Rollover of rigid vehicles is difficult to overcome because the wheel spacing and wheel track width are basically fixed by the truck manufacturer and cannot be changed except by very special "one-off" vehicles. The problem can be minimised by intelligent specification to keep the height of the c of g to its minimum, and the width over the outside of the tyres to the maximum, thus increasing the roll stability. In this context it can be mentioned •that Conoco LPG articulated vehicles have among the lowest c of g of any LPG tanker on the road. The offset frusto-conical front end of the trailer enables the c of g to be kept low, and since. the first LPG tankers in 1970 many other LPG tankers constructed by the industry have followed this design.
The greatest majority of rollovers, however, occur to articulated vehicles, usually on or coming out of a traffic island. This is because the closer that the angle between the tractor and trailer approaches 90 degrees the less roll resistance is supplied from the tractor. Because the pivot of the normal fifth-wheel of the tractor is transverse to the tractor chassis the restraining force at 90 degrees is zero. Therefore any approach to improve the stability of an articulated vehicle must maximise the stability of the major loadcarrying part, which is the trailer.
Improving the stability of the trailer can be roughly divided into two parts. One is by increasing the width over the outside of the tyres, the other is by increasing the width between spring centres. Either of these improves the roll stiffness by the square of the distance. Another way of increasing stability, especially when empty, is by improving the adhesion of the axle to the road by reducing the spring oscillating frequency, and also by reducing brake hop on tandem axles.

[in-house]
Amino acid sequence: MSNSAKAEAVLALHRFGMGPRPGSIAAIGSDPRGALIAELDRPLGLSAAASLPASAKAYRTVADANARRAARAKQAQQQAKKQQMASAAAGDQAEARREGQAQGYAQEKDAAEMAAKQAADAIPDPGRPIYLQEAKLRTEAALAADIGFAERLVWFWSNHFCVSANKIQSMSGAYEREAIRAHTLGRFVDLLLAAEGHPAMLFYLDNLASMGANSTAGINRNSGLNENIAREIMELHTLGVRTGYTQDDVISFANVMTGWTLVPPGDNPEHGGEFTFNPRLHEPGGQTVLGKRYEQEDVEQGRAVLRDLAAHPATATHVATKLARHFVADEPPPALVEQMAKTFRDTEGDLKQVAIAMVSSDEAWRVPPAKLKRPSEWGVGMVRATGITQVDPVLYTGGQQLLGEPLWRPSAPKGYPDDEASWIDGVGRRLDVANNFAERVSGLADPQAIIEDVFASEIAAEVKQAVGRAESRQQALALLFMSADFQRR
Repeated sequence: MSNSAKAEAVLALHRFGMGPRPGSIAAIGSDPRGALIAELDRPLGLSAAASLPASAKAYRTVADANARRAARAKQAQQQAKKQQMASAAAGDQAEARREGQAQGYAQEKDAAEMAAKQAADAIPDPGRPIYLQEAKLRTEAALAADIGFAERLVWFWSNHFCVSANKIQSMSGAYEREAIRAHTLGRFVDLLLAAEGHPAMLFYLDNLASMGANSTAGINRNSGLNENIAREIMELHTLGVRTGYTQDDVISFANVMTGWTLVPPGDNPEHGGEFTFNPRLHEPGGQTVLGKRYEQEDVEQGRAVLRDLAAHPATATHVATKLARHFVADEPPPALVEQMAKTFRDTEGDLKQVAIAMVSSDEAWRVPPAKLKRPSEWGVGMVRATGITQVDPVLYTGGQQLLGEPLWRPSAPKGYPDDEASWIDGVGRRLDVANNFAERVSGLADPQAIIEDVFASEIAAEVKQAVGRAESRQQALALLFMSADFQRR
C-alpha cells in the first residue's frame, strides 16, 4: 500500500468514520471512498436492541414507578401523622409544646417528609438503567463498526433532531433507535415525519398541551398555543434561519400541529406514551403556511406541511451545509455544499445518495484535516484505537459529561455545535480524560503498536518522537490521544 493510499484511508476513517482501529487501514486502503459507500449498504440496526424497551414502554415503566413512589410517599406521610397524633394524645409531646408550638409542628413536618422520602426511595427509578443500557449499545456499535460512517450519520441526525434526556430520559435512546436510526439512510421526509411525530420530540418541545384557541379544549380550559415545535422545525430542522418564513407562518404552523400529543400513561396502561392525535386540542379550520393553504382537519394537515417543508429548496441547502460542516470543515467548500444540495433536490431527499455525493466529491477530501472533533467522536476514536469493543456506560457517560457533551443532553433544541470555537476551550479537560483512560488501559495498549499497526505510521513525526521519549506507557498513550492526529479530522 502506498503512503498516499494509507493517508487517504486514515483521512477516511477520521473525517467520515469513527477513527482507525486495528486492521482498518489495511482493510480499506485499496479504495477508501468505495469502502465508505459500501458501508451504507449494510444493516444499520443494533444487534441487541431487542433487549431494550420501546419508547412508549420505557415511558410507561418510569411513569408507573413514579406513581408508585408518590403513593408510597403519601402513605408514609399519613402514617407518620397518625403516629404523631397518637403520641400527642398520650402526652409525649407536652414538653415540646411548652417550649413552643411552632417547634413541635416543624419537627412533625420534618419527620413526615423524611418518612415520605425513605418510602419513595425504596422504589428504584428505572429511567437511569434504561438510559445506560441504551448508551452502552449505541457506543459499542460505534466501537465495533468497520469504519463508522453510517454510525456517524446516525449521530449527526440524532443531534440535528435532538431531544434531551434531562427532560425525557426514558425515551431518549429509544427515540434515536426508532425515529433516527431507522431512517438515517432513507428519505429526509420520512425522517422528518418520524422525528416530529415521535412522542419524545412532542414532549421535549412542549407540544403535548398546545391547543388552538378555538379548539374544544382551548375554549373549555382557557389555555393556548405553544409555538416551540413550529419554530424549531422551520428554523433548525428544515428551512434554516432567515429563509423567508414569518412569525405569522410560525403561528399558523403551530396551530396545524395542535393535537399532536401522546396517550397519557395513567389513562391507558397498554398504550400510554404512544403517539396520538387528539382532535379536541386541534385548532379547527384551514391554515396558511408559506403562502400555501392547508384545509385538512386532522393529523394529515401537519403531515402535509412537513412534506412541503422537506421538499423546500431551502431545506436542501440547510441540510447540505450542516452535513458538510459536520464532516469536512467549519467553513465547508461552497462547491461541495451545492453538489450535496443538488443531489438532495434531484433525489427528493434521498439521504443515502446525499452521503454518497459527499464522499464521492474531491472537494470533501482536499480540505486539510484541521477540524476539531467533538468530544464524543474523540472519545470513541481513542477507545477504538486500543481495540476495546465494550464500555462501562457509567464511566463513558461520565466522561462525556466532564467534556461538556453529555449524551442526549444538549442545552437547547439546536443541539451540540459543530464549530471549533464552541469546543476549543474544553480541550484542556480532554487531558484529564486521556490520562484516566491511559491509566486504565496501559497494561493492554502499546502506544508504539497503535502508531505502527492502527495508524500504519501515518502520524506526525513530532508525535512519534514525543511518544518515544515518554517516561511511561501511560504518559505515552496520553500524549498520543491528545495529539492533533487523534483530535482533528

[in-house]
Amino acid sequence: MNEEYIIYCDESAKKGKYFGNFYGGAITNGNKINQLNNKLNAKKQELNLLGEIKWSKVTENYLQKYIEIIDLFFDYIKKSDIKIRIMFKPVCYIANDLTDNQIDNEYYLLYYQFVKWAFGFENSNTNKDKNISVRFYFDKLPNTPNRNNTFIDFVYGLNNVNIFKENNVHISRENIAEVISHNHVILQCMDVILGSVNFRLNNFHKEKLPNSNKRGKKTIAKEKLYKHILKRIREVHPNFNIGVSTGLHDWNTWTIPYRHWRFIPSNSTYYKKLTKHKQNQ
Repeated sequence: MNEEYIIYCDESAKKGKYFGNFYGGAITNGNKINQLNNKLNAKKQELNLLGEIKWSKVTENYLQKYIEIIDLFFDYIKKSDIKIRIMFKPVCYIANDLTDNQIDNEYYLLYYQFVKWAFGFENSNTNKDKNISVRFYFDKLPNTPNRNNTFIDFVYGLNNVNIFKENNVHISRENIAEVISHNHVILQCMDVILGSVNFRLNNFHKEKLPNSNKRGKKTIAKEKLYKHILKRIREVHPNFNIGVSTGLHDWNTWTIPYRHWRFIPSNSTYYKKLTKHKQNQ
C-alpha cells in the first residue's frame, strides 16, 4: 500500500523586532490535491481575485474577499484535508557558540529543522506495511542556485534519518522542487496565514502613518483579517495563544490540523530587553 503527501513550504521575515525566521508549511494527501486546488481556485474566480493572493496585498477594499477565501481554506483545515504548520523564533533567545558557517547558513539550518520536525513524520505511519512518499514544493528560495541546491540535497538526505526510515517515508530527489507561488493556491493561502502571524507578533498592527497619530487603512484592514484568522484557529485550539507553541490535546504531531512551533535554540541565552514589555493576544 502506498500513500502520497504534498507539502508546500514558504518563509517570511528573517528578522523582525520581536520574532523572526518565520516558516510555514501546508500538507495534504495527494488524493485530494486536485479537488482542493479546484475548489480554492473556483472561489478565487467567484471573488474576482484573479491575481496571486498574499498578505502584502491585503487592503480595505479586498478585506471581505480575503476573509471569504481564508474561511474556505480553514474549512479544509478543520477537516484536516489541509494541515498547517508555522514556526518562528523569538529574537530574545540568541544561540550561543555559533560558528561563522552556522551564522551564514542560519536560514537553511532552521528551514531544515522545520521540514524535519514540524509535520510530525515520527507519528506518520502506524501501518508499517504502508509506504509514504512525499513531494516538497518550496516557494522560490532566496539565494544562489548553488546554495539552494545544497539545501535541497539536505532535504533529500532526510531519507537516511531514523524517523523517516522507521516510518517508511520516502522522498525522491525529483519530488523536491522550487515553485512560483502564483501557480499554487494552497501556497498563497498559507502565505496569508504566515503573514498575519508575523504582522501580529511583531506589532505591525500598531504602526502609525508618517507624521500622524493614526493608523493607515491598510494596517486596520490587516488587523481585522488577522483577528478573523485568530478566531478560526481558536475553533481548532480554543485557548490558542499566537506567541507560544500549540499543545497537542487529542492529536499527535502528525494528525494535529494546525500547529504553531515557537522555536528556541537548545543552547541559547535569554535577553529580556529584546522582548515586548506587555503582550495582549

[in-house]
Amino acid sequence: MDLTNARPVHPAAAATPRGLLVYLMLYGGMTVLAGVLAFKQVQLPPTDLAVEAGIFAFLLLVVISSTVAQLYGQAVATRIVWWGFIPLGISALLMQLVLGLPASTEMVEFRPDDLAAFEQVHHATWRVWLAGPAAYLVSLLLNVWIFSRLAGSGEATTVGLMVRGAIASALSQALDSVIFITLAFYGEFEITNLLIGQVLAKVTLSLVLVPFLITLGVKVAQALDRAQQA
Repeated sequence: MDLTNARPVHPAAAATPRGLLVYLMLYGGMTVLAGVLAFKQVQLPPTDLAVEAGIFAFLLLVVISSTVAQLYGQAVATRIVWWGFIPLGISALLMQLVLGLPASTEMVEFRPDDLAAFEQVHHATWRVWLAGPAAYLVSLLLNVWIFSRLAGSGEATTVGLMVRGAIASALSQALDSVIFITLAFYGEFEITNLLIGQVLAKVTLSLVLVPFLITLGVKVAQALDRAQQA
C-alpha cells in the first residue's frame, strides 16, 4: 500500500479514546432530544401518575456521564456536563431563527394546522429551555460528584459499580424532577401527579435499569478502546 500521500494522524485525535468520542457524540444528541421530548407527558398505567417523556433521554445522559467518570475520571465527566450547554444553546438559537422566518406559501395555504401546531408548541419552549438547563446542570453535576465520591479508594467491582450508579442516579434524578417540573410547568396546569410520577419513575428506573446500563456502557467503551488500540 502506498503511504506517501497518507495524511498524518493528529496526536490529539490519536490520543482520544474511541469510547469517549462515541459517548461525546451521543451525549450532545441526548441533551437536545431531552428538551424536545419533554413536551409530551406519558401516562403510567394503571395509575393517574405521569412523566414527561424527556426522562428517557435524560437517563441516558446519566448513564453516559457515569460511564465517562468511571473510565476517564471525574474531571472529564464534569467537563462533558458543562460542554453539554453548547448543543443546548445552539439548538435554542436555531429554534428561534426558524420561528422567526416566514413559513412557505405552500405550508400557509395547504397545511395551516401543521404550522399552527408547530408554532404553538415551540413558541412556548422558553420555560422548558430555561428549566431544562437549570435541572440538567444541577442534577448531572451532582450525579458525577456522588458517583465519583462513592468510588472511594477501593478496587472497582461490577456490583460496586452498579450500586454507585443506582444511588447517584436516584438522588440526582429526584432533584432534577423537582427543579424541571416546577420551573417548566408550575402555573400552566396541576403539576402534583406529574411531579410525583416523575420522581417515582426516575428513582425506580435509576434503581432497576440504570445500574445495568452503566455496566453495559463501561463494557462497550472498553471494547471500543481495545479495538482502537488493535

One means by which the majority of these stability improvements can be obtained is by the use of air suspension for both single and tandem axles, allied to the use of large single tyres instead of twin tyres. Use of air Suspension can have additional benefits in that it can be used for either tandem or single axles each of which are identical, so that only one range of spare parts needs to be carried in the maintenance garage stores. Also in the event of any change in the legal requirements, an air suspension tandem axle car be moved apart without problems, to take advantage of any relaxation in tanderavaxIE carrying capacities. Considerable work has been done by Tom Pollard of R. A. Dysor and ourselves to maximise thE trailer stability. By using thE Dyson/Dunlop Pneuride sus pension the majority of ow aims have been achieved.